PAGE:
I am writing a paper on climate models, and an important part of that discussion is on positive feedback (most climate models get large changes in future climate through the liberal use of positive feedback assumptions). I was looking around the Internet for a nice pithy explanation of positive feedback. This one on Wikipedia was fine, until I got wacked in the face with the last line (emphasis added)
The end result of a positive feedback is often amplifying
and "explosive." That is, a small perturbation will result in big
changes. This feedback, in turn, will drive the system even further
away from its own original setpoint, thus amplifying the original perturbation signal, and eventually become explosive because the amplification often grows exponentially
( with the first order positive feedback), or even hyperbolically (with
the second order positive feedback). An intuitive example is "the rich
get richer, and the poor get poorer."
Wow, intuitive? How can a statement that is wrong in at least two major ways be intuitive? First, the poor generally do not get poorer. In fact, the poor in the United States are in many ways better off than the richest men of the mid-nineteenth century (particular example linked is for the middle class, but many of the same arguments hold for the poor), and better off than the middle class of many nations. Second, while it might be arguable that there is a positive feedback loop that helps the rich get richer, no such loop is even possible with the very poorest. Without going into too much detail, the simplest explanation is that with income you can't go below zero. What people really mean by this statement is that the poor get poorer relative to the rich, rather than on an absolute scale. Which of course has little to do with positive feedback. By the way, the rest of the article is equally bizarre, giving more examples of social phenomena that are only weakly linked to positive feedback (Internet echo chamber effect?) rather than physical processes. It looks like a physics article written by a politics major.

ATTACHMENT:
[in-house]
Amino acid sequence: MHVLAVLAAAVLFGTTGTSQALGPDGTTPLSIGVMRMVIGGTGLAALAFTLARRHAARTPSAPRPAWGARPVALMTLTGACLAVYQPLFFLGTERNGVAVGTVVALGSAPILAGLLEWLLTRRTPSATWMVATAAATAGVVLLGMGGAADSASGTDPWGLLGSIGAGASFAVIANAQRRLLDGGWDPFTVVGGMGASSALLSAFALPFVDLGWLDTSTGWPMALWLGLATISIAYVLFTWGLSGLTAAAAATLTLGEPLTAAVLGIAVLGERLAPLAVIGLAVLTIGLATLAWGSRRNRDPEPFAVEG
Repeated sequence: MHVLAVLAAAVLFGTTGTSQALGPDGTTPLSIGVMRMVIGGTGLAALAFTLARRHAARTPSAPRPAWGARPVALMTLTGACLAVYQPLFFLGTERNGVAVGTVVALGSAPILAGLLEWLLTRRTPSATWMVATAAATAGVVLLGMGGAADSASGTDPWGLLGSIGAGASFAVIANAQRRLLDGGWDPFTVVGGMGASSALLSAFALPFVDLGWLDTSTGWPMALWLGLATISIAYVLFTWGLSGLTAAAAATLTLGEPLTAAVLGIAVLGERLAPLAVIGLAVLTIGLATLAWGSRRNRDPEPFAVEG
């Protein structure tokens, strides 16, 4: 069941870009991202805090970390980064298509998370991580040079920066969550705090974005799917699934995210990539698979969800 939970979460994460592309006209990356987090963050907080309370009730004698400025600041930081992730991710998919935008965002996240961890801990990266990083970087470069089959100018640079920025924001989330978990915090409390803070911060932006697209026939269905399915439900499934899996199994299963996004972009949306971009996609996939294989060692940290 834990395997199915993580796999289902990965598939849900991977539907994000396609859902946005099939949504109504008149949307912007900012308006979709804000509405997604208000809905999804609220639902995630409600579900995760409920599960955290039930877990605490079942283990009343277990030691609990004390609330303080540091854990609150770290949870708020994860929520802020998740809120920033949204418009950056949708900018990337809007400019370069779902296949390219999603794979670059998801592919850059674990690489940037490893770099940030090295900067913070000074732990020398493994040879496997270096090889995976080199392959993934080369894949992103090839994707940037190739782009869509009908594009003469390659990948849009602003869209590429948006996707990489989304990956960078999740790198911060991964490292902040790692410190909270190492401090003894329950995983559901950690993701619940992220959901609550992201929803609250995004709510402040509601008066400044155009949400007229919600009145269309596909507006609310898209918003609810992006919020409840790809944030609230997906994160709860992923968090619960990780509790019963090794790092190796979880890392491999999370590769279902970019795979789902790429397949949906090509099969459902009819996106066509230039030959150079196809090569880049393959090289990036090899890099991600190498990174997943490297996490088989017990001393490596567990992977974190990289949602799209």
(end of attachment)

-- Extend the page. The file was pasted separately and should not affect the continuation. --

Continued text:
Here are some alternative non-socialist examples of positive feedback from the physical world that actually have the virtue of being true: Nuclear fission, some exothermic chemical reactions, and acoustic feedback. In actuality, since positive feedback reactions are so explosive and unstable, they are very uncommon in nature, which is part of the argument against how climate models are constructed.
If you don't know the connection between climate models and positive feedback, see here.